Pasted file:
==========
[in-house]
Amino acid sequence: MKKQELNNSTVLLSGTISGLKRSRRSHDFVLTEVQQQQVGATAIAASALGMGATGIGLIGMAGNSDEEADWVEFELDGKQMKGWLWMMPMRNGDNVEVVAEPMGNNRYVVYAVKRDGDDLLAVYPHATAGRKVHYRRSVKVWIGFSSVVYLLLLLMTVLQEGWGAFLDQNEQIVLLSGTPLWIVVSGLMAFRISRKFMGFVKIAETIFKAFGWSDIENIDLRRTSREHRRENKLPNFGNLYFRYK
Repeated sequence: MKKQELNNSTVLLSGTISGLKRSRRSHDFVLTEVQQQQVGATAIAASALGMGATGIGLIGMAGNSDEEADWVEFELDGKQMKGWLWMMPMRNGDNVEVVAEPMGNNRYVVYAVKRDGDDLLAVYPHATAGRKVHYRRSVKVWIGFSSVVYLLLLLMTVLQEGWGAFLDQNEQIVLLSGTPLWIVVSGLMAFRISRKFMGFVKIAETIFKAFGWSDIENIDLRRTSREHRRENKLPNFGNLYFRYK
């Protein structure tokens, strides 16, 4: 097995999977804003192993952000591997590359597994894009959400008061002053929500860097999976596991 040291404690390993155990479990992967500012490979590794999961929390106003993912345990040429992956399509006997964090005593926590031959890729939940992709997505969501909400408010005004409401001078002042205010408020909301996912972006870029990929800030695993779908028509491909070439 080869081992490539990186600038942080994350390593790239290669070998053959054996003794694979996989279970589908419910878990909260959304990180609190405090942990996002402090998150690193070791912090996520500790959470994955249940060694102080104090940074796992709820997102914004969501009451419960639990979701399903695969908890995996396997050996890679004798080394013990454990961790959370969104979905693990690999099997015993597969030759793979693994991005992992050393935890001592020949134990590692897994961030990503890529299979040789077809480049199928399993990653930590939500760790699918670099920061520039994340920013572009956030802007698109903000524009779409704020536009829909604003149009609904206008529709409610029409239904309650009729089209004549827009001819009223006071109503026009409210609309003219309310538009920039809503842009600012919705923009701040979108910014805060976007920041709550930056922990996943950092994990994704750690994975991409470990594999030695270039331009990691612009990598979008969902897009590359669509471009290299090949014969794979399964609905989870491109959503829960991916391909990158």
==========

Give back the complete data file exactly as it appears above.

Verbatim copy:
[in-house]
Amino acid sequence: MKKQELNNSTVLLSGTISGLKRSRRSHDFVLTEVQQQQVGATAIAASALGMGATGIGLIGMAGNSDEEADWVEFELDGKQMKGWLWMMPMRNGDNVEVVAEPMGNNRYVVYAVKRDGDDLLAVYPHATAGRKVHYRRSVKVWIGFSSVVYLLLLLMTVLQEGWGAFLDQNEQIVLLSGTPLWIVVSGLMAFRISRKFMGFVKIAETIFKAFGWSDIENIDLRRTSREHRRENKLPNFGNLYFRYK
Repeated sequence: MKKQELNNSTVLLSGTISGLKRSRRSHDFVLTEVQQQQVGATAIAASALGMGATGIGLIGMAGNSDEEADWVEFELDGKQMKGWLWMMPMRNGDNVEVVAEPMGNNRYVVYAVKRDGDDLLAVYPHATAGRKVHYRRSVKVWIGFSSVVYLLLLLMTVLQEGWGAFLDQNEQIVLLSGTPLWIVVSGLMAFRISRKFMGFVKIAETIFKAFGWSDIENIDLRRTSREHRRENKLPNFGNLYFRYK
């Protein structure tokens, strides 16, 4: 097995999977804003192993952000591997590359597994894009959400008061002053929500860097999976596991 040291404690390993155990479990992967500012490979590794999961929390106003993912345990040429992956399509006997964090005593926590031959890729939940992709997505969501909400408010005004409401001078002042205010408020909301996912972006870029990929800030695993779908028509491909070439 080869081992490539990186600038942080994350390593790239290669070998053959054996003794694979996989279970589908419910878990909260959304990180609190405090942990996002402090998150690193070791912090996520500790959470994955249940060694102080104090940074796992709820997102914004969501009451419960639990979701399903695969908890995996396997050996890679004798080394013990454990961790959370969104979905693990690999099997015993597969030759793979693994991005992992050393935890001592020949134990590692897994961030990503890529299979040789077809480049199928399993990653930590939500760790699918670099920061520039994340920013572009956030802007698109903000524009779409704020536009829909604003149009609904206008529709409610029409239904309650009729089209004549827009001819009223006071109503026009409210609309003219309310538009920039809503842009600012919705923009701040979108910014805060976007920041709550930056922990996943950092994990994704750690994975991409470990594999030695270039331009990691612009990598979008969902897009590359669509471009290299090949014969794979399964609905989870491109959503829960991916391909990158």